http://www.digitaljournal.com/sports/why-muhammad-ali-matters-to-filipino-boxing-fans/article/467044

Why Muhammad Ali matters to Filipino boxing fans

Posted Jun 4, 2016 by Leo Reyes
The passing of boxing legend Muhammad Ali following his long and difficult battle with Parkinson's disease brought sadness to Filipinos in general and Filipino boxing fans in particular as they reminisce on his "Thrilla in Manila" classic fight in 1975.
US President George W. Bush (R) presents the Presidential Medal of Freedom to Muhammad Ali on Novemb...
US President George W. Bush (R) presents the Presidential Medal of Freedom to Muhammad Ali on November 9, 2005 in Washington, DC
Mandel Ngan, AFP/File
Forty years ago, Ali fought Joe Frazier in Manila in a brutal clash dubbed "Thrilla in Manila" which Ali later described "as the closest thing to dying" as the fight ended in a referee technical decision (RTD) in the penultimate round.
The third Ali-Frazier bout in 1975 was one of the most brutal 15-rounder fights in boxing history and it may have influenced regulators and sanctioning bodies to reduce the number of rounds from 15 to 12. Frazier was one of the five tough foes that gave Ali a black mark in his career. Read more:
It is also the reason why Filipinos who watched the fight at the famous Araneta Coliseum in Quezon City on Oct.1, 1975, could not forget how Ali survived the raging Frazier who was angered by Ali during the promotional stage of the fight by calling him a "Gorilla."
In the pre-fight statement, Ali had been taunting Frazier saying the fight would be a "killa and a thrilla and a chilla, when I get that gorilla in Manila."
Soon after the hype, the fight was aptly referred to as the "Thrilla in Manila."
The Ali-Frazier fight was also memorable to many Filipinos because it happened when they were struggling in a martial law regime of former president Ferdinand Marcos, who reportedly picked up the cost of putting the fight in Manila to ease the pain of those suffering under his dictatorial regime.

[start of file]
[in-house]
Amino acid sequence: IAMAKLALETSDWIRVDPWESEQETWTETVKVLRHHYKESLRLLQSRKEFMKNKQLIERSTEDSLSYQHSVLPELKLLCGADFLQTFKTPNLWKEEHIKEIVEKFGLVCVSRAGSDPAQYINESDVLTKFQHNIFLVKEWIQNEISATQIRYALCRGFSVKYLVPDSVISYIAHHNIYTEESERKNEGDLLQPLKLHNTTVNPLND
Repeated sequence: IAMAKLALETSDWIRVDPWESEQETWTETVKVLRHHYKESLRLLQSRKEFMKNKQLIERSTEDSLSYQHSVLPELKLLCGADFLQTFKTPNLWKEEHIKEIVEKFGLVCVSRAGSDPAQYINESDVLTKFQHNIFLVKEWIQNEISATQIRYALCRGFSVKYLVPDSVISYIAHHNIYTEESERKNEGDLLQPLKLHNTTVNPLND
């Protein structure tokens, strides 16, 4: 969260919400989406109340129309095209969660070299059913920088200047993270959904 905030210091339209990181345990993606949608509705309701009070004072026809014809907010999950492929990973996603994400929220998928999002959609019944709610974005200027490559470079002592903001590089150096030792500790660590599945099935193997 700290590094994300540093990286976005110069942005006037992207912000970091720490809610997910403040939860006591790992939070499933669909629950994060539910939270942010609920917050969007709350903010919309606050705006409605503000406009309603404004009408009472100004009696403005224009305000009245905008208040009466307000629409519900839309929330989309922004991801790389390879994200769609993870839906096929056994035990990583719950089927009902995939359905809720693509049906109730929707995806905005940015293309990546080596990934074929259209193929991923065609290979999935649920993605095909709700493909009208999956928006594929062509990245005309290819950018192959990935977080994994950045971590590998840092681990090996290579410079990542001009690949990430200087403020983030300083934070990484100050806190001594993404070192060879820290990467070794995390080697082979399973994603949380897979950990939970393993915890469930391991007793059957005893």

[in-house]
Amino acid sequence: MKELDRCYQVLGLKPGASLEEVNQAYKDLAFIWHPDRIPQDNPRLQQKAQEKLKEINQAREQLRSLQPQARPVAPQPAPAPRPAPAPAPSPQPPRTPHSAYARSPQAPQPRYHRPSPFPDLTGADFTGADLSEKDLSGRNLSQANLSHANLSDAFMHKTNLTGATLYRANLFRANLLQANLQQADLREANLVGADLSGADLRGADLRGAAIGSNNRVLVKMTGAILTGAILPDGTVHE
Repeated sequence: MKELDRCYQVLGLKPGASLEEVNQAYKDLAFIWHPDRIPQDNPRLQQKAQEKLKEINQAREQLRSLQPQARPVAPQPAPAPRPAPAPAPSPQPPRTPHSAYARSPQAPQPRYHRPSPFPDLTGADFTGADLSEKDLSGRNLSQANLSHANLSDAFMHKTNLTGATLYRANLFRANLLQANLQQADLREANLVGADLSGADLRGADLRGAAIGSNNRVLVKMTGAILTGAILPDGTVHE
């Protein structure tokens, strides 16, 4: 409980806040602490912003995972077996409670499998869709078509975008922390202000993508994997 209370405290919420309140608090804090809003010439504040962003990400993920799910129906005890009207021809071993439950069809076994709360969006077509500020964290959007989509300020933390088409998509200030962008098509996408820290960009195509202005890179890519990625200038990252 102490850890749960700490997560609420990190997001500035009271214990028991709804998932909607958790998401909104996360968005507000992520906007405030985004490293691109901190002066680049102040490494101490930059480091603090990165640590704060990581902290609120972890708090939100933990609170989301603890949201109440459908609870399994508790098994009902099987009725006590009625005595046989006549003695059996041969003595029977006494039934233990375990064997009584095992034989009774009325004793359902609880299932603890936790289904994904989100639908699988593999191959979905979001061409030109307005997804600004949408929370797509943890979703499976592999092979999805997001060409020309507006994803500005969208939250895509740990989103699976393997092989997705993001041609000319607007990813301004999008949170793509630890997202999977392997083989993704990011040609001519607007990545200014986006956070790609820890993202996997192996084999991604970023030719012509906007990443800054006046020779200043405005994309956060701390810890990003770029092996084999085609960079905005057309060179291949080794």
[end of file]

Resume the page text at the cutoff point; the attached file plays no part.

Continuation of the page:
It was also in the aftermath of the fight that Carlos Padilla, Jr., a rising Filipino boxing judge and referee rose to prominence after serving as referee. He did a splendid job as the third man in the ring. From then on, Padilla became one of the most sought-after referees in boxing.
Among the famous fights that had Padilla as referee include Sugar Ray Leonard vs. Wilfredo Benitez, Mike Tyson vs. Pinklon Thomas, Sugar Ray Leonard vs. Roberto Duran 1, Thomas Hearns vs. Roberto Duran, Julio Cesar Chavez vs. Ruben Castillo, Dwight Muhammad Qawi vs. Matthew Saad Muhammad and Salvador Sanchez vs. Wilfredo Gomez, to name a few.
Another sports personality who made a name in sports journalism after serving as Marcos emissary in the Ali-Frazier fight is boxing writer and broadcast journalist Ronnie Nathanielz.
Moments after Ali's death, Nathanielz became the most sought-after sports journalist in Manila as request for interview from international media keeps him busy which is understandable because of his first-hand knowledge of the Ali-Frazier fight and his personal association with Ali long after their first meeting in Manila in 1975.
"We were flooded by calls both from at home and abroad regarding our memories of the "Thrilla in Manila" and at times had to hold back the tears as we reflected on a good and decent man who touched the lives of millions in the Philippines and around the world," Nathanielz said.
Muhammad Ali  pictured on March 4  1976  once said: '"I am America. I am the part you won&...
Muhammad Ali, pictured on March 4, 1976, once said: '"I am America. I am the part you won't recognize. But get used to me -- black, confident, cocky"
, AFP/File
Manny Pacquiao's promoter Bob Arum, who co-promoted the "Thrilla in Manila" with Don King said Ali was the greatest boxer of all time.
"I think when you talk about Muhammad Ali, as great an athlete, as great a boxer as he was, he was the greatest boxer of all time, he means so much more to the United States and the world," Arum told Reuters Saturday. "He was a transformative figure in our society," he added.
For his part, Pacquiao said boxing has benefited from Ali's talent and so with mankind for his humanity.
"We lost a giant today. Boxing benefited from Muhammad Ali's talents but not nearly as much as mankind benefited from his humanity. Our hearts and prayers go out to the Ali family. May God bless them," Pacquiao said.
One of the visible landmarks that Ali has left behind for his Filipino fans to see is a shopping mall that was named after him as a tribute to his victory. "Ali Mall" and is located in Araneta Center, Cubao, Quezon City near the Araneta Coliseum where the "Thrilla in Manila" took place more than 40 years ago.